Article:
Pelicans are large water birds with a large pouch, belonging to the bird family Pelecanidae.
Brown Pelican, Ft. Myers, FL. (The classic pelican photograph)
Along with the darters, cormorants, gannets, boobies, frigatebirds, and tropicbirds, pelicans make up the order Pelecaniformes. Modern pelicans, of which there are eight species, are found on all continents except Antarctica. They primarily inhabit warm regions, though breeding ranges reach 45° south,Australian Pelicans, and 60° North, American White Pelicans, in western Canada. Birds of inland and coastal waters, they are absent from polar regions, the deep ocean, oceanic islands, and inland South America.
American White Pelicans, Two Rivers NWR, Alton IL.
Of the eight species of pelicans, two can be found in the United States. The Brown Pelican, and the Ameican White Pelican.The diet of a Pelican usually consists of fish, but they also eat amphibians, crustaceans and on some occasions, smaller birds.They often catch fish by expanding the throat pouch. Then they must drain the pouch above the surface before they can swallow. This operation takes up to a minute, during which time other seabirds are particularly likely to steal the fish. Pelicans in their turn sometimes pirate prey from other seabirds.
Brown Pelican swimming at Ding Darling NWR, Sanibel FL.The white pelicans often fish in groups. They will form a line to chase schools of small fish into shallow water, and then scoop them up. Large fish are caught with the bill-tip, then tossed up in the air to be caught and slid into the gullet head first. The Brown Pelican of North America usually plunge-dives for its prey.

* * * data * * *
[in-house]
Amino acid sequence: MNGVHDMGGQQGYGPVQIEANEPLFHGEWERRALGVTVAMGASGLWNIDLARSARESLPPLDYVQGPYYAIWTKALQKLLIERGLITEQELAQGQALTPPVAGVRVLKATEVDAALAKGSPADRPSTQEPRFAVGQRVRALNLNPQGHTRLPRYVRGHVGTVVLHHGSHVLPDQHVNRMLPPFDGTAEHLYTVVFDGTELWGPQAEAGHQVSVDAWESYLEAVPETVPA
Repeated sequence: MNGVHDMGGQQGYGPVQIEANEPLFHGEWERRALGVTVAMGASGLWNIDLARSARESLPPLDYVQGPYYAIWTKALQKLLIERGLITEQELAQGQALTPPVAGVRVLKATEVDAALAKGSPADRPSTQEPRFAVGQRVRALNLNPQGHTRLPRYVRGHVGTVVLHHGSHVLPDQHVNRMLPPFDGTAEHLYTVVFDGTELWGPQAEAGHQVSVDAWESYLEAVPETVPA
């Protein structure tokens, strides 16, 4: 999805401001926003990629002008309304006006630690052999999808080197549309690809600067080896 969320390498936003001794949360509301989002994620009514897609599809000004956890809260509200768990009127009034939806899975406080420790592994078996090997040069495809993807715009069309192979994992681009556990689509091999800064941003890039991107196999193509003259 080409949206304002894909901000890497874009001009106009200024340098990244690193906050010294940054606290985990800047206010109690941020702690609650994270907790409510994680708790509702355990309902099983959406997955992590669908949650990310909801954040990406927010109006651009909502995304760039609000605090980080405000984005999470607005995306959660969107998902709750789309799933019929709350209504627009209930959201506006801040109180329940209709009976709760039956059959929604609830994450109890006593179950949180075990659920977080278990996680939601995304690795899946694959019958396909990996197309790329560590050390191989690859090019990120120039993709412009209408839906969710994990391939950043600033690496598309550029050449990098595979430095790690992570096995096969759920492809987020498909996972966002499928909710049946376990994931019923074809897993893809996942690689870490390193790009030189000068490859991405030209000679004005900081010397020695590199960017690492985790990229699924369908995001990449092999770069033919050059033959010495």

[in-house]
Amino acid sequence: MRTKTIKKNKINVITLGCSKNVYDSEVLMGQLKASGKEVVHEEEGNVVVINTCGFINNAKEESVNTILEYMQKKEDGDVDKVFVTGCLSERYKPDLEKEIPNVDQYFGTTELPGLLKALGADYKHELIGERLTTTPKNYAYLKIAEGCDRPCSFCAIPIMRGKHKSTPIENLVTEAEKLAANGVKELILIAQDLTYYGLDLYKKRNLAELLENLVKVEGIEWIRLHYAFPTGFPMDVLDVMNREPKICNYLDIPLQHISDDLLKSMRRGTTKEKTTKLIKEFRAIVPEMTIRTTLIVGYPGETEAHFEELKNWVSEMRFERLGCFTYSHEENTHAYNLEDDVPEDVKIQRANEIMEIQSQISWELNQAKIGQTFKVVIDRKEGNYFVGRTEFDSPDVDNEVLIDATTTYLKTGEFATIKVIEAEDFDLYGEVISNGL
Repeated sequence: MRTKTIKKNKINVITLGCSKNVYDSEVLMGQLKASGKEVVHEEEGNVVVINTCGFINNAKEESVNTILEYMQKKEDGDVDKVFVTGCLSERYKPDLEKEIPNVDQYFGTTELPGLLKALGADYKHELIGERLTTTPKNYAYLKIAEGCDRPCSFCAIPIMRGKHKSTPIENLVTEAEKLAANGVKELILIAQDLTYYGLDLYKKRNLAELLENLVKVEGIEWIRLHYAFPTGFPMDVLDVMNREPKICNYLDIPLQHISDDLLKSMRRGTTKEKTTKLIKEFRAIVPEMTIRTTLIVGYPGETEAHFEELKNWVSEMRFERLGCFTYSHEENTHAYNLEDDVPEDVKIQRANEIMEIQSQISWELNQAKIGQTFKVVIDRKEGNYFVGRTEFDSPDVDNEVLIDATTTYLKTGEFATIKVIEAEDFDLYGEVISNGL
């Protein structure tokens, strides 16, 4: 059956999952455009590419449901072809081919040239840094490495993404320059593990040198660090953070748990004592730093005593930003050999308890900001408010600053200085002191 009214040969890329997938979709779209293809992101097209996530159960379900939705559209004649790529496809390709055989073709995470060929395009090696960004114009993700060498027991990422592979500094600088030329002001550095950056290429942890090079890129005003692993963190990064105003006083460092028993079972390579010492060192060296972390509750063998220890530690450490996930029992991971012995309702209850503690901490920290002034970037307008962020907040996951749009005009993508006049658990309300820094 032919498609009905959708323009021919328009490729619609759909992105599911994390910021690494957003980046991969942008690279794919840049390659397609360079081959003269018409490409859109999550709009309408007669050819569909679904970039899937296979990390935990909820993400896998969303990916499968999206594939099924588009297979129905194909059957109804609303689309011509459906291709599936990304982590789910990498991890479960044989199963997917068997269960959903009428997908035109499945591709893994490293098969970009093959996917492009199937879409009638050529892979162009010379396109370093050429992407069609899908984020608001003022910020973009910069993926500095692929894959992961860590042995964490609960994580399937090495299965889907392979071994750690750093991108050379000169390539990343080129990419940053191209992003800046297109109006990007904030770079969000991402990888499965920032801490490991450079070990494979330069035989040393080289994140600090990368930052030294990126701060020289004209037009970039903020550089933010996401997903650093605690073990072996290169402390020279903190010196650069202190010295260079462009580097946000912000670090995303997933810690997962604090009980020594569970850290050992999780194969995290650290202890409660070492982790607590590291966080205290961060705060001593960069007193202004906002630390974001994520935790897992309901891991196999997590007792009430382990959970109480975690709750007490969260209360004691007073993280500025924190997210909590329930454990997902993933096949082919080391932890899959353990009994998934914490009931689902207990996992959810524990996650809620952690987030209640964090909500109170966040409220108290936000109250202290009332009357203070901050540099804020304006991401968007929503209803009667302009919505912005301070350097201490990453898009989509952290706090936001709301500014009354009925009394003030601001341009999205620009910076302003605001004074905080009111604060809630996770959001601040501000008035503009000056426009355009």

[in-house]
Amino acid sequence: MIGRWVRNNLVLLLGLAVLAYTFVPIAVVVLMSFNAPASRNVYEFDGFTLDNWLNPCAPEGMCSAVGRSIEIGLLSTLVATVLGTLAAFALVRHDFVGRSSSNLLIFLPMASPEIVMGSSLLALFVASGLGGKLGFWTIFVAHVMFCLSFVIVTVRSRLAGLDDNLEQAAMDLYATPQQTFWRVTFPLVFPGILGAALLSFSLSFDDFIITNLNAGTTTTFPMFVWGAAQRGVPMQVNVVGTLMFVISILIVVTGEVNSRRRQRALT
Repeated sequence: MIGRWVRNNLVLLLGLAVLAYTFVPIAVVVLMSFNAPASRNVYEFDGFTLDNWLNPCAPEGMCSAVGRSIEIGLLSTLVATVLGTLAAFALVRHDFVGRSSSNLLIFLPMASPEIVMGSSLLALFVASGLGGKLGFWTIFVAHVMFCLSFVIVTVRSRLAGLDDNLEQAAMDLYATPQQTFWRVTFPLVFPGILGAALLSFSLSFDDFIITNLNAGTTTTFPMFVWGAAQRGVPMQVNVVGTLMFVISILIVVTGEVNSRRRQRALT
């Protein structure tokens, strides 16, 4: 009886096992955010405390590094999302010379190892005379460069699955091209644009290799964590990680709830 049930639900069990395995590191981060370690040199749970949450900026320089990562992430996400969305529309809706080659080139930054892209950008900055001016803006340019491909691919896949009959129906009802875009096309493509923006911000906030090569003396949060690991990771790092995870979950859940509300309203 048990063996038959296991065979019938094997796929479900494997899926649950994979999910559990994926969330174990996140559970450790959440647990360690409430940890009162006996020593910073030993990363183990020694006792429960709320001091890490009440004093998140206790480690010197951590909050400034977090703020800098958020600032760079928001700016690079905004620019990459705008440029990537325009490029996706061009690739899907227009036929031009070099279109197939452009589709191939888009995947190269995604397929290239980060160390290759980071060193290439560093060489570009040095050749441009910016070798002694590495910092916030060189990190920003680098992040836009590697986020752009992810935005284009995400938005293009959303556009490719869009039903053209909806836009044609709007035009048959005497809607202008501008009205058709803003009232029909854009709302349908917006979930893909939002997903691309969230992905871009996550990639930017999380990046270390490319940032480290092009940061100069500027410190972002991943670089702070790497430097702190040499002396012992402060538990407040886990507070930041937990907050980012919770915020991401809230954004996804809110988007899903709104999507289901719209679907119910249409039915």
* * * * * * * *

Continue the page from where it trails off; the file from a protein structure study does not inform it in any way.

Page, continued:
American White Pelicans sun and preen, Ding Darling NWR, Sanibel, FL.
Pelicans do not store fish in their pouch, but simply use it to catch them and then tip it back to drain out water and swallow the fish immediately. The American white pelican can hold some 3 gallons (11 1/2 liters) of water in its bill. Young pelicans feed by sticking their bills into their parents' throats to retrieve food.
Brown Pelican Portrait, Estero Lagoon, Ft. Myers Beach, FL.
Pelicans swim well with their short, strong legs and their feet with all four toes webbed (as in all birds placed in the order Pelecaniformes). The tail is short and square, with 20 to 24 feathers. The wings are long and have the unusually large number of 30 to 35 secondary flight feathers. A layer of special fibers deep in the breast muscles can hold the wings rigidly horizontal for gliding and soaring. Thus they can exploit thermals to commute over 150 km (100 miles) to feeding areas.
American White Pelican in flight, Twin Rivers NWR, Alton IL.
Pelicans rub the backs of their heads on their preen glands to pick up its oily secretion, which they transfer to their plumage to waterproof it.
Watching the sunrise, Ding Darling NWR, Sanibel FL.
Pelicans are really fun to watch as they feed and interact with other birds. When you first start into bird photography, they are a great species to start with. They tolerate humans very well, and since thery are very large birds, they fill up your view finder with a medium length telephoto lens in many cases. Most of my pelican shots are donw with a 70-200mm zoom and a 1.4 extender. Their flight patterns are fairly slow and steady so they are very easy to track in flight.